In the loop

In the loop

Lights out (and data lost) is a doomsday scenario for many companies. While a power blip might not last very long, the lost productivity can be very damaging.

Protection against power outages is a big concern for business and government departments alike. According to industry experts, a typical computer is subject to more than 120 power problems every month.

The effects of power problems range from keyboard lockups and hardware degradation to complete data loss or burnt motherboards. Contingency Planning Research claims more than 45.3 per cent of data loss problems are caused by power failure or surges.

Energy efficiency is a growing area of opportunity, according to APC country general manager, Gordon Makryllos. Energy consulting has become an integral part of the mix and partners can peddle a host of power management solutions.

Up until recently, power management hasn't been a main focus. According to a recent Frost and Sullivan study, the worldwide market still suffers from end-user apathy toward power protection. Compounding the problem is the fact that IT managers have typically had limited knowledge of power quality issues, which leads to delayed or inaccurate purchases.

All change

But that's all changing, and remote sites, in particular, are providing a growing revenue stream for partners peddling uninterruptible power source (UPS) systems, Makryllos said.

"Many companies have no power protection in remote sites," Makryllos said. "Yet some of these locations, like data centres, are becoming business critical due to the size of investment and the critical nature of services they deliver. Power requirements and power management solutions in remote sites are increasing.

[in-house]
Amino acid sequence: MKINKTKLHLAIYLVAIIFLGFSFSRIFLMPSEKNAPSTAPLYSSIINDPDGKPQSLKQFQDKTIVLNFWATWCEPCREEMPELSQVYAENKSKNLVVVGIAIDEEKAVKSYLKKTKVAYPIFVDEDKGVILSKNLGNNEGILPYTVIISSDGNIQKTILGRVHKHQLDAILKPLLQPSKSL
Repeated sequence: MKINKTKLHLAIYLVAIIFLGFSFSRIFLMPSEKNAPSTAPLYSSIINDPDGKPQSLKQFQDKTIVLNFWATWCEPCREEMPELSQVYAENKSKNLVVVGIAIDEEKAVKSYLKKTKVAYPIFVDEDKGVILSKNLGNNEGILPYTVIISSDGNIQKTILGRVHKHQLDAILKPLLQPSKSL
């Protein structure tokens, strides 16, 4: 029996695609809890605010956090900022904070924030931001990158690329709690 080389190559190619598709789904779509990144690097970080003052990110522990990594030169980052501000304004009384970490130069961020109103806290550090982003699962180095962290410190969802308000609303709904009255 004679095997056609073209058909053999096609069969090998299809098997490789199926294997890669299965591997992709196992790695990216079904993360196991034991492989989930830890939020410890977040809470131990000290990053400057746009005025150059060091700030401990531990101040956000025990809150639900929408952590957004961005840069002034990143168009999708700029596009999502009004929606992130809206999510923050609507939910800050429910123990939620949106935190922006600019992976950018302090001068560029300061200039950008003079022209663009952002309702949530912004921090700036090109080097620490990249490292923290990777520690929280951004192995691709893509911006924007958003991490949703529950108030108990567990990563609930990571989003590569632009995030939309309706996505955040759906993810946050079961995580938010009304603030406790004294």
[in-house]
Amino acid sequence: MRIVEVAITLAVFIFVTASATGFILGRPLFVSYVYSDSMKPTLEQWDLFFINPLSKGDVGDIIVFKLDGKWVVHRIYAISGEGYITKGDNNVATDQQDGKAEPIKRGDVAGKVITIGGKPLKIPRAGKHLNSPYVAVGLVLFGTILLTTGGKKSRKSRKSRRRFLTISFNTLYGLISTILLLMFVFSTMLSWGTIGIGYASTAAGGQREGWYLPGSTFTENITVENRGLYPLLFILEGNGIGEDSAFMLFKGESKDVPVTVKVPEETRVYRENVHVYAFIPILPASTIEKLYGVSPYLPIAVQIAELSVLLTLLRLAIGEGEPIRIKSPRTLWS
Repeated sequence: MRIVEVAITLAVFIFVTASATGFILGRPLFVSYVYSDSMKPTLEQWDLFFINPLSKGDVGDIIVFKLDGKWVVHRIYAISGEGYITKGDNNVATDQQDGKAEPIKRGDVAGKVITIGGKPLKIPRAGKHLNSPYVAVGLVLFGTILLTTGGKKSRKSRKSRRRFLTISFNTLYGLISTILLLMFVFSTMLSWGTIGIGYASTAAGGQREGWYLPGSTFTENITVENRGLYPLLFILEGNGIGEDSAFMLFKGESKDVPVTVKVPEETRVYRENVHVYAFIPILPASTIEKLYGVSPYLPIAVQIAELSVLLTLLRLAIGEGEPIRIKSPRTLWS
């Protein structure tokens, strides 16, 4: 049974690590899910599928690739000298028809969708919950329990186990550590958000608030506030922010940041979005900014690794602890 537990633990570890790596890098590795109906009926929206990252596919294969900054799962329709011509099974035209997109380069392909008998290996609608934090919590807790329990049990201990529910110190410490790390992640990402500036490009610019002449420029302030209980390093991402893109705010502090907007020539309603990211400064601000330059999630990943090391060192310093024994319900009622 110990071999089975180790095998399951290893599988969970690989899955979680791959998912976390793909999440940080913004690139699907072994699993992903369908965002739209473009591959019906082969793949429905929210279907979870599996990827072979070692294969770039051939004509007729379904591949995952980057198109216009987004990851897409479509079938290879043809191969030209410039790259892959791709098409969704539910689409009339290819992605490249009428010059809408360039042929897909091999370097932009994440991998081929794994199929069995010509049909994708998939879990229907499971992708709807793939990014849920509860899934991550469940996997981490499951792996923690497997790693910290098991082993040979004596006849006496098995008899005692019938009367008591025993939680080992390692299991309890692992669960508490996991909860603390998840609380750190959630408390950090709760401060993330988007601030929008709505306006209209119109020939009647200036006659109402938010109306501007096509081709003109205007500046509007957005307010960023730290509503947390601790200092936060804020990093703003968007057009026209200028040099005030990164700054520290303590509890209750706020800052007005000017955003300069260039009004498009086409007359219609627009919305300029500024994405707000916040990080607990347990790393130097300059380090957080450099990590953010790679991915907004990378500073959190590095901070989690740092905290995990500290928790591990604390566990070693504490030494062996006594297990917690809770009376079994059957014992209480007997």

"We're dealing with extremes in temperature, heating and environmental issues. This is putting a strain on remote offices."

Many mid-sized firms are trying to build a national presence by opening locations in regional areas, which leads to a growth of sites per firm. The vast geographic expanse of Australia also means remote sites are a necessity.

So what do companies need to consider? For starters, remote locations, or regional areas, are more prone to power issues, MGE UPS Systems operations director, James Fraser, said.

"There are more problems with voltage dips and variations in regional areas," he said. "It's often more extreme because the grid doesn't have as many consumers on it and there are maintenance issues associated with the long distances."

Given the more fragile environment, he suggested resellers pitch double conversion is at remote sites because it is the only UPS technology that offers complete filtering of power.

The 2-20KVA range of double conversion gear was the biggest selling market for the reseller channel, which accounted for 45 per cent of MGE business, Fraser said. The company was currently pitching enterprise power manager software, which gave companies centralised management. "An insurance company, which may have 200 branches, may want a UPS at each location," he said. "But that's not needed with centralised management - and that is a big selling point."

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